Published: Пт, Мая 19, 2017
Health | By Jay Jacobs

WannaCry ransonmware attack slows globally; Microsoft says cybersecurity is a shared responsibility

WannaCry ransonmware attack slows globally; Microsoft says cybersecurity is a shared responsibility

The ransomware attack was particularly malicious, because if just one person in an organization clicked on an infected attachment or bad link, all the computers in a network would be infected, said Vikram Thakur, technical director of Symantec Security Response.

As a ransomware program, WannaCry itself is not that special or sophisticated.

The worldwide "ransomware" cyberattack spread to thousands of more computers on Monday as people logged in at work, disrupting business, schools, hospitals and daily life, though no new large-scale breakdowns were reported.

The health service has been criticised for using the outdated Windows XP operating system to store digital information, despite security updates for the software having been discontinued by Microsoft.

In a blog post late Sunday, Microsoft President Brad Smith appeared to tacitly acknowledge what researchers had already widely concluded: The ransomware attack leveraged a hacking tool, built by the U.S. National Security Agency, that leaked online in April.

Meanwhile, Irish hospitals suspected of being hit by the global cyber attack had been targeted by a different, older virus, health chiefs have revealed.

Shortly after registering the domain, MalwareTech discovered that "our registration of the domain had actually stopped the ransomware and prevent the spread". However, a hacker could rewrite the code to omit the kill switch and start trying to infect new machines with a new version of it. This led researchers to conclude that it's likely not the work of the original authors.

WannaCry, which has quickly spread through Europe and Asia in just a matter of hours took advantage of the Windows operating system's vulnerability in its file-sharing protocol.

It has attacked hundreds of thousands of computers, security experts say, from hospital systems in the United Kingdom and a telecom company in Spain to universities and large companies in Asia.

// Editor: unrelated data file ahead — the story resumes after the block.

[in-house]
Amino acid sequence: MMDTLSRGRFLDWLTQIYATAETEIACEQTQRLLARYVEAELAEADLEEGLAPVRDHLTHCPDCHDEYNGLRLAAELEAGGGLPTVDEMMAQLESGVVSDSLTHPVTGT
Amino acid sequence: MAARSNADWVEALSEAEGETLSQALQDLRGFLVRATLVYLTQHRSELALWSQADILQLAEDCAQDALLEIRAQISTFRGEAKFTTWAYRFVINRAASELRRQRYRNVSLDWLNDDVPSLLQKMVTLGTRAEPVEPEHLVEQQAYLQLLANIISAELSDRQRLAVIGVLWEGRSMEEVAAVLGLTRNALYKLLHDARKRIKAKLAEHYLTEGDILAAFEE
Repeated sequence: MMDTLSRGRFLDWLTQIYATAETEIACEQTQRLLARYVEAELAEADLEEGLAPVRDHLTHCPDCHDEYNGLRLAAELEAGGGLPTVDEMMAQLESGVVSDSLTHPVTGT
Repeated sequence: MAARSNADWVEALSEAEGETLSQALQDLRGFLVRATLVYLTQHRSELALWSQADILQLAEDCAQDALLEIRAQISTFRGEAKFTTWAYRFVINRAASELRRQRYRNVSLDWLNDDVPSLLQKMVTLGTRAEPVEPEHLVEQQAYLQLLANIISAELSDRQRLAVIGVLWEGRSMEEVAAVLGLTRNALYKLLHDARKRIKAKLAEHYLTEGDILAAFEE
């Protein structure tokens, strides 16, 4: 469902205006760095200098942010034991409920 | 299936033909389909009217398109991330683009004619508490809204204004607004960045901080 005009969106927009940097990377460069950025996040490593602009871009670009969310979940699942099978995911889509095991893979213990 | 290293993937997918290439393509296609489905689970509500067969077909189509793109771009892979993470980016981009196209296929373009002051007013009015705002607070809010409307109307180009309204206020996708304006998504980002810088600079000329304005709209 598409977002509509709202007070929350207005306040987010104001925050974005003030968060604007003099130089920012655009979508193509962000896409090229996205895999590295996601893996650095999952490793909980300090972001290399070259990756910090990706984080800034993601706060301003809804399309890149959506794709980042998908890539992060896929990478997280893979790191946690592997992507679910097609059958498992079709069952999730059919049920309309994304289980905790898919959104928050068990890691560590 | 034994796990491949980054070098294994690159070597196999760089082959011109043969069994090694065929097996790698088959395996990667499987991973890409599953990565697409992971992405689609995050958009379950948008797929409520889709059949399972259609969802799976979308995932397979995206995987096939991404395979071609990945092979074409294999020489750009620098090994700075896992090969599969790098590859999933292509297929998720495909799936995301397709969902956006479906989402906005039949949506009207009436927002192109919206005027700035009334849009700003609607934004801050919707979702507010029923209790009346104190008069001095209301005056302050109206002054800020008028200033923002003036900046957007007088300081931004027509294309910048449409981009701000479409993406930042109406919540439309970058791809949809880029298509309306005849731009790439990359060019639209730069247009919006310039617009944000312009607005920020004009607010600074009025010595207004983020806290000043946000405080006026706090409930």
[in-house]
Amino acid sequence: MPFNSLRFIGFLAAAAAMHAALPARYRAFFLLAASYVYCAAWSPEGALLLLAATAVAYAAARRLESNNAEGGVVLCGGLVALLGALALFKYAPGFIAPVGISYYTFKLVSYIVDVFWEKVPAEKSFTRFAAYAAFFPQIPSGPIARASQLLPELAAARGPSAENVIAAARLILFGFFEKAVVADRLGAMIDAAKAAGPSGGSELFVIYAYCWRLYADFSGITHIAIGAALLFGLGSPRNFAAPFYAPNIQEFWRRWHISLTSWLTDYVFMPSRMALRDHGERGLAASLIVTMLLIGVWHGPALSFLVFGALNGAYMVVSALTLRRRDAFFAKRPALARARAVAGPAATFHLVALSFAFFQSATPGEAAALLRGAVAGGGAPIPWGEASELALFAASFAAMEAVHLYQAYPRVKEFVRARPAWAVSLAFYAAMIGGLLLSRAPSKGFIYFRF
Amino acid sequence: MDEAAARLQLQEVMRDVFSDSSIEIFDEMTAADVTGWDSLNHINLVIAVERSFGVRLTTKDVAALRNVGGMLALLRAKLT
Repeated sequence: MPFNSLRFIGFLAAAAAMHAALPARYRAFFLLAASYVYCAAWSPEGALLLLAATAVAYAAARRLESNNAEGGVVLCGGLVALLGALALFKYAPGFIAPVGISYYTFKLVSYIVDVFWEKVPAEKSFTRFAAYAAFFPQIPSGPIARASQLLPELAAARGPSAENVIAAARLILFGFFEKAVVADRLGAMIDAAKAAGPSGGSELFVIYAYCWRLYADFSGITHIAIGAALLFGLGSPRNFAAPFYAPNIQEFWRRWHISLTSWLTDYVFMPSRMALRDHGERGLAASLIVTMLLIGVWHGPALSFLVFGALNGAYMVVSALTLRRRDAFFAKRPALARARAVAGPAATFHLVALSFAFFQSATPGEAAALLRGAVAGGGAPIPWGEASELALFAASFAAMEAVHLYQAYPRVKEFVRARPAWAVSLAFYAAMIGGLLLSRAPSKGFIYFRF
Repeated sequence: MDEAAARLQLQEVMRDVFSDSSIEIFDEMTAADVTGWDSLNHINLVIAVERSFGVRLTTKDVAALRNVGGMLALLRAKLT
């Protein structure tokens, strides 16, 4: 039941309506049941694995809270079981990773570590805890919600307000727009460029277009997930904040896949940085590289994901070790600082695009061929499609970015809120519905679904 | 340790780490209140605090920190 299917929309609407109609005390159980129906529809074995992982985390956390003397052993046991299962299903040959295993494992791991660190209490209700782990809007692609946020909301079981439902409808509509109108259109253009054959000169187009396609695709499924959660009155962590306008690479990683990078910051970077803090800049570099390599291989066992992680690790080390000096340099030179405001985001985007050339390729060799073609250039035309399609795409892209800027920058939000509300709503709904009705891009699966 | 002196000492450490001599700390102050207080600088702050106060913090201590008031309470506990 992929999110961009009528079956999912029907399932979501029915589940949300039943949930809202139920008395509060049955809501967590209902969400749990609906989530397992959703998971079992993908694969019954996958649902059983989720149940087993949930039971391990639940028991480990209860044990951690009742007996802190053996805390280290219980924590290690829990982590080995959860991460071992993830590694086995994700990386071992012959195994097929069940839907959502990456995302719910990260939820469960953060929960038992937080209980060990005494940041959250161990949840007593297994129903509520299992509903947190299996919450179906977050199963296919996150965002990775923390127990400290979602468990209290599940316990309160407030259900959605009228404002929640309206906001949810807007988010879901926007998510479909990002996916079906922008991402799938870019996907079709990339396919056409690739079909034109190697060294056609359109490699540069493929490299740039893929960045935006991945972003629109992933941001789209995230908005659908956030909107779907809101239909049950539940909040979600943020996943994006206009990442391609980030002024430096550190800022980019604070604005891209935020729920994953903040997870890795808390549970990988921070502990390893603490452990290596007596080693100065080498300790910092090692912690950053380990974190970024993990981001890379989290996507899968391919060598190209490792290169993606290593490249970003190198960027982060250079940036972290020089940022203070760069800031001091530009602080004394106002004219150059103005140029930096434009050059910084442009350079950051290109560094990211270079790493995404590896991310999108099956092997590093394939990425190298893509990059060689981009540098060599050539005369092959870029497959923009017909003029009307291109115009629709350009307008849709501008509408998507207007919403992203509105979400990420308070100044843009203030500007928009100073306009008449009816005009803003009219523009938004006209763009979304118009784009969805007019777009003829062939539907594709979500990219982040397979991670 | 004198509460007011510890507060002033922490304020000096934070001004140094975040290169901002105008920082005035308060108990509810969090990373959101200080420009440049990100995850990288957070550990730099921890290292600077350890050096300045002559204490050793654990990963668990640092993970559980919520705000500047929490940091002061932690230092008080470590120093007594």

Executives in charge of security should immediately warn employees against opening any suspicious Word documents and apply patches to any legacy Windows systems to avoid falling victim to a ransomware attack that is sweeping the globe.

Security firm BinaryEdge, which specializes in internet-wide scans, has detected more than 1 million Windows systems that have the SMB service exposed to the internet. However, companies that failed to download a patch issued by Microsoft in March may have trouble filing a claim with their insurance company.

"MeitY has initiated contact with relevant stakeholders in public and private sector to "patch" their systems as prescribed in the advisory issued by CERT-IN". The path to upgrading things hasn't been as rapid in places like China and Russian Federation.

You've probably heard about the ransomware attack affecting organizations' computer systems around the world. Microsoft has tried to convince companies to stop using SMBv1 for some time, as it has other problems aside from this flaw. They still might have to in case of a second round.

The success of WannaCry, at least as far as rapid distribution is concerned, has proved to cybercriminals there are many vulnerable systems on enterprise networks that can be targeted through old exploits. "We need governments to consider the damage to civilians that comes from hoarding these vulnerabilities and the use of these exploits". And this most recent attack represents a completely unintended but disconcerting link between the two most serious forms of cybersecurity threats in the world today - nation-state action and organized criminal action.

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